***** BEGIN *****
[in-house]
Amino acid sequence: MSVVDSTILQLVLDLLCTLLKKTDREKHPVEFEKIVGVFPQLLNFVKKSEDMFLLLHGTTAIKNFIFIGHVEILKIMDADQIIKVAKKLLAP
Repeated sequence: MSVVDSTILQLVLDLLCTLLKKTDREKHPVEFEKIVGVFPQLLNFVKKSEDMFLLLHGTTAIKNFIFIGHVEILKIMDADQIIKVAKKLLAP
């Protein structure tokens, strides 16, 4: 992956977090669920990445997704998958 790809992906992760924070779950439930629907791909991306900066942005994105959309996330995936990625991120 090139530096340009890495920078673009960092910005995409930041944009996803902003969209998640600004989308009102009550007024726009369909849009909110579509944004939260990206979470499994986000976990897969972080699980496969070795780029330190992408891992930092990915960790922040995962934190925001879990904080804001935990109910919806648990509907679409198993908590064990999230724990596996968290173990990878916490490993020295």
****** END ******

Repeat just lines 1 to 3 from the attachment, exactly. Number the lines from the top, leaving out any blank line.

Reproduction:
[in-house]
Amino acid sequence: MSVVDSTILQLVLDLLCTLLKKTDREKHPVEFEKIVGVFPQLLNFVKKSEDMFLLLHGTTAIKNFIFIGHVEILKIMDADQIIKVAKKLLAP
Repeated sequence: MSVVDSTILQLVLDLLCTLLKKTDREKHPVEFEKIVGVFPQLLNFVKKSEDMFLLLHGTTAIKNFIFIGHVEILKIMDADQIIKVAKKLLAP